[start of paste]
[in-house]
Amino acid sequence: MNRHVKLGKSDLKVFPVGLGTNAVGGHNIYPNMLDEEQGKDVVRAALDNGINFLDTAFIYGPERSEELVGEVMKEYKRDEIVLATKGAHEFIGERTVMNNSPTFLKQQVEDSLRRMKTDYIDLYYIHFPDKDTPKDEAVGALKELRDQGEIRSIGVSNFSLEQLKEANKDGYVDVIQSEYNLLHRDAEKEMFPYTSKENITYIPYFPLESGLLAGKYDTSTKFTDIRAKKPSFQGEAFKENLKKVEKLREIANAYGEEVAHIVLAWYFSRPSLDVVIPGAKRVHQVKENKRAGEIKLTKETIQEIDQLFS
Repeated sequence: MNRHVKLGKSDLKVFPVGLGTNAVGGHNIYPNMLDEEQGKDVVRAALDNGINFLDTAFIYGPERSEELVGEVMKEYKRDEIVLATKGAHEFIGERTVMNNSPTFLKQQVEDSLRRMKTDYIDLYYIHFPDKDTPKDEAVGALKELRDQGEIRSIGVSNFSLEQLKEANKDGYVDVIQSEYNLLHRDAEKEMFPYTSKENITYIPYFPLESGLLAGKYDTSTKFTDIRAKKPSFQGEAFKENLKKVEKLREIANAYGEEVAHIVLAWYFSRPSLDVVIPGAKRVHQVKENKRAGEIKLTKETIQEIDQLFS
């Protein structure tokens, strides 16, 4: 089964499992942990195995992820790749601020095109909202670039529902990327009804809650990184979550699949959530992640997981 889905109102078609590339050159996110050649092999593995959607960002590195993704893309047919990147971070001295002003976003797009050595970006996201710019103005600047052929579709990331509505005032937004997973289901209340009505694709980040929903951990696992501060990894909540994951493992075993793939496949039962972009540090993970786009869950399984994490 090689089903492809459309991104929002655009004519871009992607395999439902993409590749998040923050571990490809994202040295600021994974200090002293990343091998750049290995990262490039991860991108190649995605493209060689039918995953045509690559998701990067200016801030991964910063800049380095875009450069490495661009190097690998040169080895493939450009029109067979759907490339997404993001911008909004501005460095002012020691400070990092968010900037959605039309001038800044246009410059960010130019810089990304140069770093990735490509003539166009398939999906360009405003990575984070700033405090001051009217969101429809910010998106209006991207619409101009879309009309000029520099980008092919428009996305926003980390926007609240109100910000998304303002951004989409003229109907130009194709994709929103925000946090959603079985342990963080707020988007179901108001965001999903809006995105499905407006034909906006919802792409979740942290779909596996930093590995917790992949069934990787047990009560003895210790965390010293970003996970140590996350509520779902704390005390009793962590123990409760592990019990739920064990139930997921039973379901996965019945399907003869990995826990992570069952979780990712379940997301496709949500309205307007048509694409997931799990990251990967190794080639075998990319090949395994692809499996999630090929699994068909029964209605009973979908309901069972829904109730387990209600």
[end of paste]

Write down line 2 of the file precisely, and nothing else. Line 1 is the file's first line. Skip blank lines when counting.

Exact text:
Amino acid sequence: MNRHVKLGKSDLKVFPVGLGTNAVGGHNIYPNMLDEEQGKDVVRAALDNGINFLDTAFIYGPERSEELVGEVMKEYKRDEIVLATKGAHEFIGERTVMNNSPTFLKQQVEDSLRRMKTDYIDLYYIHFPDKDTPKDEAVGALKELRDQGEIRSIGVSNFSLEQLKEANKDGYVDVIQSEYNLLHRDAEKEMFPYTSKENITYIPYFPLESGLLAGKYDTSTKFTDIRAKKPSFQGEAFKENLKKVEKLREIANAYGEEVAHIVLAWYFSRPSLDVVIPGAKRVHQVKENKRAGEIKLTKETIQEIDQLFS